The problem is straightforward: we have too many users and their concurrent requests(QPS) on some stateless service can’t be handled by a single machine.
Spawn multiple machines and share the loads among them. This won’t solve the problem if the workers share some resources like a DB for query, which will later become the bottleneck. Load balancing can solve the scaling problem when the works are identical and stateless across each request.
Notice that the service must be stateless, otherwise the LB will maintain a state which is usually a sign of bad design at a higher level.
Using async IO(Epoll, for example), one load balance server can hold up to 100K connections concurrently. Then the server simply forwards requests to real workers and sends the client the response. The client won’t beware of the existence of internal workers.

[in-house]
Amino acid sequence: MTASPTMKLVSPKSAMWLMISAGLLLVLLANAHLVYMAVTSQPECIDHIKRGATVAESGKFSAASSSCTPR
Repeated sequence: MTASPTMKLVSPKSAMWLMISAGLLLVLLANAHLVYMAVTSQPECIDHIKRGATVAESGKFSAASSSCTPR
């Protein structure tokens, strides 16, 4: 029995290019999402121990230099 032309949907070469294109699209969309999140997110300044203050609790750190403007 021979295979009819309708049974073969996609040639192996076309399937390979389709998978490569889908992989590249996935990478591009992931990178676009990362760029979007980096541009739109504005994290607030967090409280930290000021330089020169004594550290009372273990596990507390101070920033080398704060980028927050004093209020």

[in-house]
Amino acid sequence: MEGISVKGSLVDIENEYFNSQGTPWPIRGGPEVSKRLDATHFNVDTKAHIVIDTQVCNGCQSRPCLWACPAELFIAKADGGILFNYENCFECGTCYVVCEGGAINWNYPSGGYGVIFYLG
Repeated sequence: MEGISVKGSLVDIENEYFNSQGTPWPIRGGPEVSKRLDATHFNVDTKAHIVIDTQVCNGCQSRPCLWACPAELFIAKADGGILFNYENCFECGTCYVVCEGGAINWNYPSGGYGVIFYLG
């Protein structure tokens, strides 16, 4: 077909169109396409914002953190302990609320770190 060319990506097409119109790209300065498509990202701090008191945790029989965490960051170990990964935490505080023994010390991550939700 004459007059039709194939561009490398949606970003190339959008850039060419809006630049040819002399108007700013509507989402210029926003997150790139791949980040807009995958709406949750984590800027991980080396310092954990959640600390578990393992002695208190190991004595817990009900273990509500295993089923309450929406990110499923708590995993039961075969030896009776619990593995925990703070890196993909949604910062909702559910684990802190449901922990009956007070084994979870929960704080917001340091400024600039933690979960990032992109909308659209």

Very few applications today need 100K QPS, but if they do need higher numbers, they can simply have two layer LB. A two layer LB, even with each LB handing 10K connection will be able to hold 100M concurrent connections. I don’t know of any application having such high QPS.
Nginx is a typical choice for LB. For a smaller number of workers, you can just use DNS for LB.
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